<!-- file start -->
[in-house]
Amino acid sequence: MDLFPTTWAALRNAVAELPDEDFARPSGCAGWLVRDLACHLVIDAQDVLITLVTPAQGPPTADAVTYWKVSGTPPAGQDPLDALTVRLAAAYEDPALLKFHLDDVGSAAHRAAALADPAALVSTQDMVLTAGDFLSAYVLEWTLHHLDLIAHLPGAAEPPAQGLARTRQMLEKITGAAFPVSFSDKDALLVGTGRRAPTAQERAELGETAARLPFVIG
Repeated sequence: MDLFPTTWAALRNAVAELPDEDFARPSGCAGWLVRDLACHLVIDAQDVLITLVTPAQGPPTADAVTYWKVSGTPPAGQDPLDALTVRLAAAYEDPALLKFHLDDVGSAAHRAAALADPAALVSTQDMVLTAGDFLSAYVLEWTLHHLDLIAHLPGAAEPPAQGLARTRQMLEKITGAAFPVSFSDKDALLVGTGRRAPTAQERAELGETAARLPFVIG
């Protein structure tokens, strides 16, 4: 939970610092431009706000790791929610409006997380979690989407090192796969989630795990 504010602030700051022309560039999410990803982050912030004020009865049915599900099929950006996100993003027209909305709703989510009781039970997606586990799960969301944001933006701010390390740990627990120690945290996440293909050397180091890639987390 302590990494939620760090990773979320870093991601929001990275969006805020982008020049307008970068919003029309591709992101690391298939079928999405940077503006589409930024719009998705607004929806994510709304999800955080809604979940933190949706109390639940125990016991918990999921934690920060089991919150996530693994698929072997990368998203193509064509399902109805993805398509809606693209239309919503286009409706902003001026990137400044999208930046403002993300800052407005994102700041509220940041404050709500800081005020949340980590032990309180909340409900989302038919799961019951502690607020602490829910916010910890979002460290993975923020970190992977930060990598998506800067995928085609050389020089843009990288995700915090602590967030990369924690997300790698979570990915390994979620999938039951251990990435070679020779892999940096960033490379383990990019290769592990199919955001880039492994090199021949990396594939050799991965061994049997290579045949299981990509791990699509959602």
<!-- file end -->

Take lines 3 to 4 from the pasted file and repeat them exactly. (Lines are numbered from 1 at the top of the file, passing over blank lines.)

Repeated sequence: MDLFPTTWAALRNAVAELPDEDFARPSGCAGWLVRDLACHLVIDAQDVLITLVTPAQGPPTADAVTYWKVSGTPPAGQDPLDALTVRLAAAYEDPALLKFHLDDVGSAAHRAAALADPAALVSTQDMVLTAGDFLSAYVLEWTLHHLDLIAHLPGAAEPPAQGLARTRQMLEKITGAAFPVSFSDKDALLVGTGRRAPTAQERAELGETAARLPFVIG
């Protein structure tokens, strides 16, 4: 939970610092431009706000790791929610409006997380979690989407090192796969989630795990 504010602030700051022309560039999410990803982050912030004020009865049915599900099929950006996100993003027209909305709703989510009781039970997606586990799960969301944001933006701010390390740990627990120690945290996440293909050397180091890639987390 302590990494939620760090990773979320870093991601929001990275969006805020982008020049307008970068919003029309591709992101690391298939079928999405940077503006589409930024719009998705607004929806994510709304999800955080809604979940933190949706109390639940125990016991918990999921934690920060089991919150996530693994698929072997990368998203193509064509399902109805993805398509809606693209239309919503286009409706902003001026990137400044999208930046403002993300800052407005994102700041509220940041404050709500800081005020949340980590032990309180909340409900989302038919799961019951502690607020602490829910916010910890979002460290993975923020970190992977930060990598998506800067995928085609050389020089843009990288995700915090602590967030990369924690997300790698979570990915390994979620999938039951251990990435070679020779892999940096960033490379383990990019290769592990199919955001880039492994090199021949990396594939050799991965061994049997290579045949299981990509791990699509959602």